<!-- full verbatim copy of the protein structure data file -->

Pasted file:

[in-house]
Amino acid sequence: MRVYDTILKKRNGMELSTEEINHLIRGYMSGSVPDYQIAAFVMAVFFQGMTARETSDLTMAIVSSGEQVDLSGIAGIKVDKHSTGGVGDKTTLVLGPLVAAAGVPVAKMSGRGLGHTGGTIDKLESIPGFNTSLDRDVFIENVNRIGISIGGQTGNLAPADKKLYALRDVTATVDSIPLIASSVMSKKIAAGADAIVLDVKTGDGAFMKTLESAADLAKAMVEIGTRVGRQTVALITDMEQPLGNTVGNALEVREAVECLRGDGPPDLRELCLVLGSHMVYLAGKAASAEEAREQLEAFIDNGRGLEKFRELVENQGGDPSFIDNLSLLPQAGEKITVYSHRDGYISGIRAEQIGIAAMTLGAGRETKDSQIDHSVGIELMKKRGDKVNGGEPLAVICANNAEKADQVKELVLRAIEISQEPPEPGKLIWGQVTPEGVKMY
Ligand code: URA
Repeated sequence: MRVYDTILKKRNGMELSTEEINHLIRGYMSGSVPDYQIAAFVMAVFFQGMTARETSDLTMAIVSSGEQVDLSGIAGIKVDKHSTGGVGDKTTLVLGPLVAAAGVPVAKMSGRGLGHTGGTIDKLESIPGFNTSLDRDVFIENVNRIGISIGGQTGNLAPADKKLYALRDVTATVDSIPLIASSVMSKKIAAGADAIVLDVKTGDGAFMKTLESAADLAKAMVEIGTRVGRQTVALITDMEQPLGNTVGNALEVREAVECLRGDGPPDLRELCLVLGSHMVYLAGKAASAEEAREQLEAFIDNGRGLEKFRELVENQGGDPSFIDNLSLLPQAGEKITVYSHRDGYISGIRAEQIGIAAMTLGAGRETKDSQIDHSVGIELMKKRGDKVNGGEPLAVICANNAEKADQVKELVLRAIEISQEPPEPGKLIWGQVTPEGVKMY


[in-house]
Amino acid sequence: MRVYDTILKKRNGMELSTEEINHLIRGYMSGSVPDYQIAAFVMAVFFQGMTARETSDLTMAIVSSGEQVDLSGIAGIKVDKHSTGGVGDKTTLVLGPLVAAAGVPVAKMSGRGLGHTGGTIDKLESIPGFNTSLDRDVFIENVNRIGISIGGQTGNLAPADKKLYALRDVTATVDSIPLIASSVMSKKIAAGADAIVLDVKTGDGAFMKTLESAADLAKAMVEIGTRVGRQTVALITDMEQPLGNTVGNALEVREAVECLRGDGPPDLRELCLVLGSHMVYLAGKAASAEEAREQLEAFIDNGRGLEKFRELVENQGGDPSFIDNLSLLPQAGEKITVYSHRDGYISGIRAEQIGIAAMTLGAGRETKDSQIDHSVGIELMKKRGDKVNGGEPLAVICANNAEKADQVKELVLRAIEISQEPPEPGKLIWGQVTPEGVKMY
Ligand code: URA
Repeated sequence: MRVYDTILKKRNGMELSTEEINHLIRGYMSGSVPDYQIAAFVMAVFFQGMTARETSDLTMAIVSSGEQVDLSGIAGIKVDKHSTGGVGDKTTLVLGPLVAAAGVPVAKMSGRGLGHTGGTIDKLESIPGFNTSLDRDVFIENVNRIGISIGGQTGNLAPADKKLYALRDVTATVDSIPLIASSVMSKKIAAGADAIVLDVKTGDGAFMKTLESAADLAKAMVEIGTRVGRQTVALITDMEQPLGNTVGNALEVREAVECLRGDGPPDLRELCLVLGSHMVYLAGKAASAEEAREQLEAFIDNGRGLEKFRELVENQGGDPSFIDNLSLLPQAGEKITVYSHRDGYISGIRAEQIGIAAMTLGAGRETKDSQIDHSVGIELMKKRGDKVNGGEPLAVICANNAEKADQVKELVLRAIEISQEPPEPGKLIWGQVTPEGVKMY